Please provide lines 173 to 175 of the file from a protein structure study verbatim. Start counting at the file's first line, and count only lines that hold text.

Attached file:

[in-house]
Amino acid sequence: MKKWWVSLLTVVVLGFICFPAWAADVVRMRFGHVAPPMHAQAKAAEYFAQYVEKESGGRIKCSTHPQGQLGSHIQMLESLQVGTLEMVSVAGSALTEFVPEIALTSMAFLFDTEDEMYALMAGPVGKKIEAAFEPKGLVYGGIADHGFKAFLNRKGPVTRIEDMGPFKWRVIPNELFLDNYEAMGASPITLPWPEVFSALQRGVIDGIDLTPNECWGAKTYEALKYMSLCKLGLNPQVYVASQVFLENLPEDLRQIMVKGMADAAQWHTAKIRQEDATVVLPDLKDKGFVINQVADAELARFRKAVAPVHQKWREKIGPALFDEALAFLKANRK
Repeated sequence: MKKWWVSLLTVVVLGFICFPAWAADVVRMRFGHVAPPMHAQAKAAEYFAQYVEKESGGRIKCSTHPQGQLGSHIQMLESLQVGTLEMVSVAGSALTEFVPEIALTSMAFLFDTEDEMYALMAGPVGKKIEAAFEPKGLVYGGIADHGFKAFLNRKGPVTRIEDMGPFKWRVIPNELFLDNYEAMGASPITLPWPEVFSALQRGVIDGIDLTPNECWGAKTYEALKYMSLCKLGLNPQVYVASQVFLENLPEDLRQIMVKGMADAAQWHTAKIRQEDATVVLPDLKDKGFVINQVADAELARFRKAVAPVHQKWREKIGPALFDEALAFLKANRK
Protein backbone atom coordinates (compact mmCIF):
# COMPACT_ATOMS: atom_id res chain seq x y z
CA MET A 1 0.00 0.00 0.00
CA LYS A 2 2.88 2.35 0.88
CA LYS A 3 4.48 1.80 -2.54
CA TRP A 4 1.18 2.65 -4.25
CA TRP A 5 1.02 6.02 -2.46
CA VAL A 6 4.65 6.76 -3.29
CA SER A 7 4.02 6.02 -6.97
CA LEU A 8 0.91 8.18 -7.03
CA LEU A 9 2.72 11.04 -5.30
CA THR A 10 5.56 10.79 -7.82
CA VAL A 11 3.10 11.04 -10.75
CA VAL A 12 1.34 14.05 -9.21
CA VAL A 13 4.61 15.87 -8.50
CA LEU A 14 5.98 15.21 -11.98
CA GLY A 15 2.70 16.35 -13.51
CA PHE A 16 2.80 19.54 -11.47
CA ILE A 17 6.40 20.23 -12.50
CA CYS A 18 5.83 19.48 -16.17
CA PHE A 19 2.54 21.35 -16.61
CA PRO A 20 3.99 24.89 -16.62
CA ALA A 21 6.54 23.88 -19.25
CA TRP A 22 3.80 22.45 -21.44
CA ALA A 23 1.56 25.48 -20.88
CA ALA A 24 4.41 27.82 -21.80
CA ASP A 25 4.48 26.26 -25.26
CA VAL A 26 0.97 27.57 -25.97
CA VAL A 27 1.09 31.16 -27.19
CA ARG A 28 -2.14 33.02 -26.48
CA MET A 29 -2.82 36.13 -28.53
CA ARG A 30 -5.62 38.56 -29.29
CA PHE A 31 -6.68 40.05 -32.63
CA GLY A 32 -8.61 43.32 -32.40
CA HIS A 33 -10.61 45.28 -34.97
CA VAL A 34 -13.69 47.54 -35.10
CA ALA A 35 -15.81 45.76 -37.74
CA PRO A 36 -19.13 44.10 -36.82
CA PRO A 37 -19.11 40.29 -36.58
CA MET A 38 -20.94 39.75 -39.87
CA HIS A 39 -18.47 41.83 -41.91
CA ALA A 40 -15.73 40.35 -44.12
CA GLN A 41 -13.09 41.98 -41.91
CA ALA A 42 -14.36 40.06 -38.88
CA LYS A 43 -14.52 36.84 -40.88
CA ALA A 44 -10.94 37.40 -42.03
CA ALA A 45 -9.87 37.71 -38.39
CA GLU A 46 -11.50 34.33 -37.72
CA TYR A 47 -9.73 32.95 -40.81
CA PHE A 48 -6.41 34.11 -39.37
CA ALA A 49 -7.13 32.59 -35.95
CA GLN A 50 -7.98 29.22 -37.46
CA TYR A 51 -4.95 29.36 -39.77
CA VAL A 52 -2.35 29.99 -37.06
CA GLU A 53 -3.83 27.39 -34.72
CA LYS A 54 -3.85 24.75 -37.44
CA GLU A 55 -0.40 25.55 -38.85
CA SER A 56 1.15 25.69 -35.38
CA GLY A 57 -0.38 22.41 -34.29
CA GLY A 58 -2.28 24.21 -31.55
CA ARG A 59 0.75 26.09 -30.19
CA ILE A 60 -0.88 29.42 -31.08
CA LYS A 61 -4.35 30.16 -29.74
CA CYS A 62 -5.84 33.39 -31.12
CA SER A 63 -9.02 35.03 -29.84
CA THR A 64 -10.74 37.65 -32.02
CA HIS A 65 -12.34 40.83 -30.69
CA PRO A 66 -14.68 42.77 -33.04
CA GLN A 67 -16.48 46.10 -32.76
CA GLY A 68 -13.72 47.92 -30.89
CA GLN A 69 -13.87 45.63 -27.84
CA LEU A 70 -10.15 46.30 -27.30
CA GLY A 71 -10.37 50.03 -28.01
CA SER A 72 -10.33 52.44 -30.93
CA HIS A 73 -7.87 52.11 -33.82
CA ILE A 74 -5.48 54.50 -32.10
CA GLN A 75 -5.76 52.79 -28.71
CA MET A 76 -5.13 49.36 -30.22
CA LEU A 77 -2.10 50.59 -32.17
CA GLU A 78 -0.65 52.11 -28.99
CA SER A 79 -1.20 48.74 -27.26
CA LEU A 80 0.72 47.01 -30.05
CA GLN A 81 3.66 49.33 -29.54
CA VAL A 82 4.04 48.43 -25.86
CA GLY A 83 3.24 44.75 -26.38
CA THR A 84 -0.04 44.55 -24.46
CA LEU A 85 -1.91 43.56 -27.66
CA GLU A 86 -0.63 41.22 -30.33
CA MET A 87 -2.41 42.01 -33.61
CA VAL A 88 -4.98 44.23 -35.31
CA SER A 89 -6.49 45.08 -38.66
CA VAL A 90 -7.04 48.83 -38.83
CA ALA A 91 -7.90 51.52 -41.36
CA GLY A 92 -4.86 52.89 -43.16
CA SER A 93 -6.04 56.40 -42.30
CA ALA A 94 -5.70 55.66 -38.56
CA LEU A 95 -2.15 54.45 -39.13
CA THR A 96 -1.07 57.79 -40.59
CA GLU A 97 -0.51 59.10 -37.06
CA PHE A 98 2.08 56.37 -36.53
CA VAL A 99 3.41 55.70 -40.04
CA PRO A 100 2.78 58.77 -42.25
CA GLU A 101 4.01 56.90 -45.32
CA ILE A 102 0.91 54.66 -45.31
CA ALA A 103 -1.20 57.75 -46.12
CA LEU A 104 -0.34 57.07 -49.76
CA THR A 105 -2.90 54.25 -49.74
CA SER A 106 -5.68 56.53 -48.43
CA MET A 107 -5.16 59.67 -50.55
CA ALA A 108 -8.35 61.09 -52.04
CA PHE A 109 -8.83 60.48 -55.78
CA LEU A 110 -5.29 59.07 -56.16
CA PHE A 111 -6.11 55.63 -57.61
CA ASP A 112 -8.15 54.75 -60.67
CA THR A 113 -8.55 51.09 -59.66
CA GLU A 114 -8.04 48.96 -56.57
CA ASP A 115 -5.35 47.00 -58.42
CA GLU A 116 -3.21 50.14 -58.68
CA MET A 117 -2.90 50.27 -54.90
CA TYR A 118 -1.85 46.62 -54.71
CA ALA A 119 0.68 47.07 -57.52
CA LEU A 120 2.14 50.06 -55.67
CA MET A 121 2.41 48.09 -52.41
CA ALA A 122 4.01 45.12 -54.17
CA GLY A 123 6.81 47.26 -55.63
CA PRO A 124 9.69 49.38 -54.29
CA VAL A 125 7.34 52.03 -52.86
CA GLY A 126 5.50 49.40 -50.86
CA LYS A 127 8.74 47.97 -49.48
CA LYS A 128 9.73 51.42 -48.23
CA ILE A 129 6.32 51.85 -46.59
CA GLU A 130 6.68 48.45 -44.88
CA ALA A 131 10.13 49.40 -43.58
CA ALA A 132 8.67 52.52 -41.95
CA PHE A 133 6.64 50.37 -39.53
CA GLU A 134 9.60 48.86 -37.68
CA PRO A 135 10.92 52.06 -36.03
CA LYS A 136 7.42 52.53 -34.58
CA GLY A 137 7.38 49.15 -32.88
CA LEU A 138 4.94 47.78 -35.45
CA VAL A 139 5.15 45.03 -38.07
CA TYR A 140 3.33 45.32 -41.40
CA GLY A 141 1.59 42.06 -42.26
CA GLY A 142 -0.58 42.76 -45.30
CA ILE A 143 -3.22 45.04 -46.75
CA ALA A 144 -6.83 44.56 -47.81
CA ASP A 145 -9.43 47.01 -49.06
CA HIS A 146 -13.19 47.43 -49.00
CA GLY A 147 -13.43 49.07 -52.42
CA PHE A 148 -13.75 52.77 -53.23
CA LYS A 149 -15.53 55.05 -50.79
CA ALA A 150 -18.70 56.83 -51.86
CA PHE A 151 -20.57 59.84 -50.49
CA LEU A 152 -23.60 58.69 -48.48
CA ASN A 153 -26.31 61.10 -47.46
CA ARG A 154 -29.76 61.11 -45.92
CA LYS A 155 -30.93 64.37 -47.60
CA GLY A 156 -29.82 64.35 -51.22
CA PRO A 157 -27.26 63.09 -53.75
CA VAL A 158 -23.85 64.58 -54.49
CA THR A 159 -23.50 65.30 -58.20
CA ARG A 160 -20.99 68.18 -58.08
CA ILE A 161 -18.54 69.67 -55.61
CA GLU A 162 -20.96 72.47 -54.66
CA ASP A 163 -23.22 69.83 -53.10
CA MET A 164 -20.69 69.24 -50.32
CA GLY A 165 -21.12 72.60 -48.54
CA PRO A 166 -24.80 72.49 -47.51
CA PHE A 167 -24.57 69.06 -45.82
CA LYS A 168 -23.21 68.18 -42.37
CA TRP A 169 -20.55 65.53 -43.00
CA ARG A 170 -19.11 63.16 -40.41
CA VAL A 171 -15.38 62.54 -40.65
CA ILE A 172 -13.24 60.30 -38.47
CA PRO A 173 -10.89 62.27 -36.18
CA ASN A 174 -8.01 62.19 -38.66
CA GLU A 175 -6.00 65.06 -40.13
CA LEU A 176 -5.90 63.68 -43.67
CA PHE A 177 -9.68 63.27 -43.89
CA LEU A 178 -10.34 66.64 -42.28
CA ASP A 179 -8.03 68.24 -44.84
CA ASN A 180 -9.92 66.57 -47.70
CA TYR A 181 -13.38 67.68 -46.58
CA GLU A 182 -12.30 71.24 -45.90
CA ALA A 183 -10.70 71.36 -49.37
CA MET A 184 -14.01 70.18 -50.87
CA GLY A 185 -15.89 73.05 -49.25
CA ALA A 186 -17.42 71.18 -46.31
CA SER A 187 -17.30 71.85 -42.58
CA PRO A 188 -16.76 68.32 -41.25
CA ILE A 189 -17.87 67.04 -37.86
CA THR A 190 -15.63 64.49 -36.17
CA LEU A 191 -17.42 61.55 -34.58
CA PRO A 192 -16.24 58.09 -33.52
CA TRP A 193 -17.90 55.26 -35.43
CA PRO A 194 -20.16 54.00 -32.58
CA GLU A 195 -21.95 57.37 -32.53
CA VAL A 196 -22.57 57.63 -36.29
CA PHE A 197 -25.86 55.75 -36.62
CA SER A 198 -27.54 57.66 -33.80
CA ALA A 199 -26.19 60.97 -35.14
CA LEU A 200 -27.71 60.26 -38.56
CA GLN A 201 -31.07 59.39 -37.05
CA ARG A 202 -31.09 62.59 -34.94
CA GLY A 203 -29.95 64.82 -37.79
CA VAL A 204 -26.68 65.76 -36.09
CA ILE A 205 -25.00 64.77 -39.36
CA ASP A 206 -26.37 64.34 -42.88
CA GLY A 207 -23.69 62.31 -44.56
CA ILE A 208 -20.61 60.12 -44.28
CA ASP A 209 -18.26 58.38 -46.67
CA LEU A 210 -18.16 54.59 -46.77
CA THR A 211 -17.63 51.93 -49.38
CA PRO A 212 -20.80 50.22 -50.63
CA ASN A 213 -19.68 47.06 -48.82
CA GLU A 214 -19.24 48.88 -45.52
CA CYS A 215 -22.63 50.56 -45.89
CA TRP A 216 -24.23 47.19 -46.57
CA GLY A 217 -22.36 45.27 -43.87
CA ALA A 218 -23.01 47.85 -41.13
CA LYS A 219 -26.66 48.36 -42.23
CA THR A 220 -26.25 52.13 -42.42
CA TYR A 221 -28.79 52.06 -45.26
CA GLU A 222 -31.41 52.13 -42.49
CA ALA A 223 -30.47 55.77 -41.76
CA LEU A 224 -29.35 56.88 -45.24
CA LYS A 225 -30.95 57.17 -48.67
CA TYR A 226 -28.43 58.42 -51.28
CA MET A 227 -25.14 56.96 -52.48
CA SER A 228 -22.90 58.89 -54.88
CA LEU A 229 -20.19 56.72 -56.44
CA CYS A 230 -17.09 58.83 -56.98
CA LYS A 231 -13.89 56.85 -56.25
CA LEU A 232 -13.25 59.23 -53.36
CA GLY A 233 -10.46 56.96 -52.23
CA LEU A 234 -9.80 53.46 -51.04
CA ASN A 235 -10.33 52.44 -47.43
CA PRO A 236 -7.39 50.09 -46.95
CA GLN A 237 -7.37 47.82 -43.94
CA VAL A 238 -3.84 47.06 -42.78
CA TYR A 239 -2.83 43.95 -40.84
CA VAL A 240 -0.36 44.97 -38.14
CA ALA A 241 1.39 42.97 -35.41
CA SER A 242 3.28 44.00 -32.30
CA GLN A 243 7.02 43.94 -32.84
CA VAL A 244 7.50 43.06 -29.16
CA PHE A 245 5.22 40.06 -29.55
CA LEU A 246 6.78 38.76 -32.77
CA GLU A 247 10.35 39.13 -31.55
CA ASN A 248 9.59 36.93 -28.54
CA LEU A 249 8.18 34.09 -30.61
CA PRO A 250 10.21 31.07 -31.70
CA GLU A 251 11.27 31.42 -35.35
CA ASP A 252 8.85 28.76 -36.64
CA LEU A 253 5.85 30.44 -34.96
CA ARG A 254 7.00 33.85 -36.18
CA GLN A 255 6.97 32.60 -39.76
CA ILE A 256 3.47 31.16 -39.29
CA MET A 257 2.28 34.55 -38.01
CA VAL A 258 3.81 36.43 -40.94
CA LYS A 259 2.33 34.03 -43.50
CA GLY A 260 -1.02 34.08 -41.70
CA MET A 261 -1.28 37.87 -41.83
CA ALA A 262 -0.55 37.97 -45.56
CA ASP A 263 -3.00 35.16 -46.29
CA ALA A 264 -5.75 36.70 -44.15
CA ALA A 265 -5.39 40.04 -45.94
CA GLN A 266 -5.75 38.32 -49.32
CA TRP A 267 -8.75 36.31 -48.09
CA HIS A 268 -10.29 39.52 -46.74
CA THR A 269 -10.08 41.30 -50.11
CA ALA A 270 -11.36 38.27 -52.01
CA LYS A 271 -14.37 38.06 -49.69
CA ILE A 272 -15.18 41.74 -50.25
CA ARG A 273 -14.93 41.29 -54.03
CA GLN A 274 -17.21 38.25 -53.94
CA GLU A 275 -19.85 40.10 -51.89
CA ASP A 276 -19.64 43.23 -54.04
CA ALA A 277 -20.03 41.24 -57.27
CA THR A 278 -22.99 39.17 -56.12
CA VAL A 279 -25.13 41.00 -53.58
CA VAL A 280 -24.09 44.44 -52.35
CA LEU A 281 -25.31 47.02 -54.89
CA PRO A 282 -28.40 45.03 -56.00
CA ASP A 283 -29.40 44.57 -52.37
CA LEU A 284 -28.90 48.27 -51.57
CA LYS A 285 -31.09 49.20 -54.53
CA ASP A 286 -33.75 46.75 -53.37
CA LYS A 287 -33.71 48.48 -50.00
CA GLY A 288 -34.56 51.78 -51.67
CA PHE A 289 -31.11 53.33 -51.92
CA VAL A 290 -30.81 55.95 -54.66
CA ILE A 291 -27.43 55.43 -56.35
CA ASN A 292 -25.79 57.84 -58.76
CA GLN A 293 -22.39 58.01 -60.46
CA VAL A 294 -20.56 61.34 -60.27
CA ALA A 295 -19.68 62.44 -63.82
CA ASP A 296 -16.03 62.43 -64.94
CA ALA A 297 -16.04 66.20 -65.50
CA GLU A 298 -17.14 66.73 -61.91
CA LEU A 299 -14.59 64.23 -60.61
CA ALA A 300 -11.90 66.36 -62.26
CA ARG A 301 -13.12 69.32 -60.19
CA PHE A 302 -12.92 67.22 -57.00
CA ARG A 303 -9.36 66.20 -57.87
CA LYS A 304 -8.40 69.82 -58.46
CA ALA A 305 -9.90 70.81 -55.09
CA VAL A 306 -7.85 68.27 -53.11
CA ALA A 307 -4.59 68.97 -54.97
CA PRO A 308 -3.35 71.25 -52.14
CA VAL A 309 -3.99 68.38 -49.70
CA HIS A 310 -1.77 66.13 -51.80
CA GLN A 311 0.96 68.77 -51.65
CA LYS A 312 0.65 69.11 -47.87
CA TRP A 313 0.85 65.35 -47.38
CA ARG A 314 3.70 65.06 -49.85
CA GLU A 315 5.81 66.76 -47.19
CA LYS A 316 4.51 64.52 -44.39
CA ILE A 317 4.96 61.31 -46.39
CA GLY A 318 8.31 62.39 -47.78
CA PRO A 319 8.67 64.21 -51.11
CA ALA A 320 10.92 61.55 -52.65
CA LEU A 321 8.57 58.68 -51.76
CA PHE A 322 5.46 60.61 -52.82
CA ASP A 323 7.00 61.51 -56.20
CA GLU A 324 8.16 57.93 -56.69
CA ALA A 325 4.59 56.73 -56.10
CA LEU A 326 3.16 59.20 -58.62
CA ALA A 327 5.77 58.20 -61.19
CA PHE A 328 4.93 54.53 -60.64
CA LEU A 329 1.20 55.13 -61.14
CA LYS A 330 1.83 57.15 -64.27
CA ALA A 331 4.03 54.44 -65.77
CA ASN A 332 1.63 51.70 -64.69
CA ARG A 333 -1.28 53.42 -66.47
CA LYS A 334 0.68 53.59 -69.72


CA LYS A 168 -23.21 68.18 -42.37
CA TRP A 169 -20.55 65.53 -43.00
CA ARG A 170 -19.11 63.16 -40.41